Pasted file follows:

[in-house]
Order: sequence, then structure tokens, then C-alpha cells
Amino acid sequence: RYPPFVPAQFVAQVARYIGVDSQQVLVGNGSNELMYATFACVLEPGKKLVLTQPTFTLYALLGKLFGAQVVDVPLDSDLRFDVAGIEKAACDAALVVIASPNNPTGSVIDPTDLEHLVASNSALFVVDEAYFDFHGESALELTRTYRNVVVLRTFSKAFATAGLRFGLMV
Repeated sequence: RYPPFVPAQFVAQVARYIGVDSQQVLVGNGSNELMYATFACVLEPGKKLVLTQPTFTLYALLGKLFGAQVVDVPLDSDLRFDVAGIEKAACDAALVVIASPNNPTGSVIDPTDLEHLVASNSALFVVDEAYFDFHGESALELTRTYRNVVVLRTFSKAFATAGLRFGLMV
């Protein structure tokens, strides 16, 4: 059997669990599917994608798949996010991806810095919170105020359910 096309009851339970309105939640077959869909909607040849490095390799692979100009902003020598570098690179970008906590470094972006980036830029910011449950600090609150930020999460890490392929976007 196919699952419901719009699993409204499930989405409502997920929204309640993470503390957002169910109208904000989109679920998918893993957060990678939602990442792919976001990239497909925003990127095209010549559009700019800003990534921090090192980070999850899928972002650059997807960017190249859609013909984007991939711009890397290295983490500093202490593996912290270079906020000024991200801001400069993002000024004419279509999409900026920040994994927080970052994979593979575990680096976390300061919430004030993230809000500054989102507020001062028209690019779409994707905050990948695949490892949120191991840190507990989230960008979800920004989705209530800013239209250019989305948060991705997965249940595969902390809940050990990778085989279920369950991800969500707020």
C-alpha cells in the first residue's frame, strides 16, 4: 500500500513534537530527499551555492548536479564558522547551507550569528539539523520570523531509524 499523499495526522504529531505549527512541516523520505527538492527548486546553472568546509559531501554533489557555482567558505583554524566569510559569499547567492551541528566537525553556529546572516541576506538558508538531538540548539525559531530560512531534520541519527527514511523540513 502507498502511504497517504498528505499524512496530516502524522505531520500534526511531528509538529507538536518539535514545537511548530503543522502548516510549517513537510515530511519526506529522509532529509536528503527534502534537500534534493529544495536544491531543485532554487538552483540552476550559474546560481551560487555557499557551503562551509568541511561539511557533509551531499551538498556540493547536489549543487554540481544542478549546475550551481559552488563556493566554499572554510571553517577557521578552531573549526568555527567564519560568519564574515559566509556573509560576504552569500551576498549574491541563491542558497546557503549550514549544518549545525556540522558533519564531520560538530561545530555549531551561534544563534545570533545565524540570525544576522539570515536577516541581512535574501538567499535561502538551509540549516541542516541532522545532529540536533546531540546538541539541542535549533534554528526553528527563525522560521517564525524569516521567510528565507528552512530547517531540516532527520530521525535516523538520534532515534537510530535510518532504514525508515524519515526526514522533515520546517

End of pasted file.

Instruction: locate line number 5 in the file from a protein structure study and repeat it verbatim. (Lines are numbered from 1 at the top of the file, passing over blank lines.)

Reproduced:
């Protein structure tokens, strides 16, 4: 059997669990599917994608798949996010991806810095919170105020359910 096309009851339970309105939640077959869909909607040849490095390799692979100009902003020598570098690179970008906590470094972006980036830029910011449950600090609150930020999460890490392929976007 196919699952419901719009699993409204499930989405409502997920929204309640993470503390957002169910109208904000989109679920998918893993957060990678939602990442792919976001990239497909925003990127095209010549559009700019800003990534921090090192980070999850899928972002650059997807960017190249859609013909984007991939711009890397290295983490500093202490593996912290270079906020000024991200801001400069993002000024004419279509999409900026920040994994927080970052994979593979575990680096976390300061919430004030993230809000500054989102507020001062028209690019779409994707905050990948695949490892949120191991840190507990989230960008979800920004989705209530800013239209250019989305948060991705997965249940595969902390809940050990990778085989279920369950991800969500707020």